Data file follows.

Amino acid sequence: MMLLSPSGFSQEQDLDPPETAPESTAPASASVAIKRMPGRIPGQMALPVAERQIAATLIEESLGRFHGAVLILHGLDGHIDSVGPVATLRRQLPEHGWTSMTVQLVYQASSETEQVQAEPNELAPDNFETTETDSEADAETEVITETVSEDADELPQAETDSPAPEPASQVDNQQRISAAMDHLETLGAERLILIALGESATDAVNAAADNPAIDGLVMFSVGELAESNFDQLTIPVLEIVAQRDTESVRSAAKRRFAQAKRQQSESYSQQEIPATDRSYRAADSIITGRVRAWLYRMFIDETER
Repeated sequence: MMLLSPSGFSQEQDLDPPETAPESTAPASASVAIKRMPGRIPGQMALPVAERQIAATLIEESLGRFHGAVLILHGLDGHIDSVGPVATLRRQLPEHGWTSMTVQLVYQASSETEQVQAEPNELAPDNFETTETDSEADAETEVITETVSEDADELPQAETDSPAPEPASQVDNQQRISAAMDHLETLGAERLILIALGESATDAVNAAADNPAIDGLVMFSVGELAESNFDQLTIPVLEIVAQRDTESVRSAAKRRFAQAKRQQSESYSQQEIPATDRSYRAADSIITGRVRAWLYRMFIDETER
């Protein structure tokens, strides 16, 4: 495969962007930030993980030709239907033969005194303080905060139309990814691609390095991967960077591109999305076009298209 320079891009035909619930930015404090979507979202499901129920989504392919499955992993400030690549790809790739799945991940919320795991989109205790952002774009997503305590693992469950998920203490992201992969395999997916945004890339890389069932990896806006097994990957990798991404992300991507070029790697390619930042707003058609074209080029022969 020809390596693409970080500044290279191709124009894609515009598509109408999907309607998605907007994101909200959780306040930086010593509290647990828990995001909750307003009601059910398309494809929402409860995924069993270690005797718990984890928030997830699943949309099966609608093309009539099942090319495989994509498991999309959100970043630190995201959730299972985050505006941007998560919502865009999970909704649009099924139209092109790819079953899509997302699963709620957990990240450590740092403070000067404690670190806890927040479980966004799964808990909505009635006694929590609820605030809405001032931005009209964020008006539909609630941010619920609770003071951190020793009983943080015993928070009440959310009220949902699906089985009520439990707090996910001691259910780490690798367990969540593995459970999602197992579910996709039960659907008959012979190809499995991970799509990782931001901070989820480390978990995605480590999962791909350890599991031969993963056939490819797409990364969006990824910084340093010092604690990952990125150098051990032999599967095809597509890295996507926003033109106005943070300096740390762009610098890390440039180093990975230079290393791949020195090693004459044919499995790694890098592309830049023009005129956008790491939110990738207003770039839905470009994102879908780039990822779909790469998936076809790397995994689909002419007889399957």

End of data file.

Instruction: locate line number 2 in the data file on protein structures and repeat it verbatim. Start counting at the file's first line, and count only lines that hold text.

Repeated sequence: MMLLSPSGFSQEQDLDPPETAPESTAPASASVAIKRMPGRIPGQMALPVAERQIAATLIEESLGRFHGAVLILHGLDGHIDSVGPVATLRRQLPEHGWTSMTVQLVYQASSETEQVQAEPNELAPDNFETTETDSEADAETEVITETVSEDADELPQAETDSPAPEPASQVDNQQRISAAMDHLETLGAERLILIALGESATDAVNAAADNPAIDGLVMFSVGELAESNFDQLTIPVLEIVAQRDTESVRSAAKRRFAQAKRQQSESYSQQEIPATDRSYRAADSIITGRVRAWLYRMFIDETER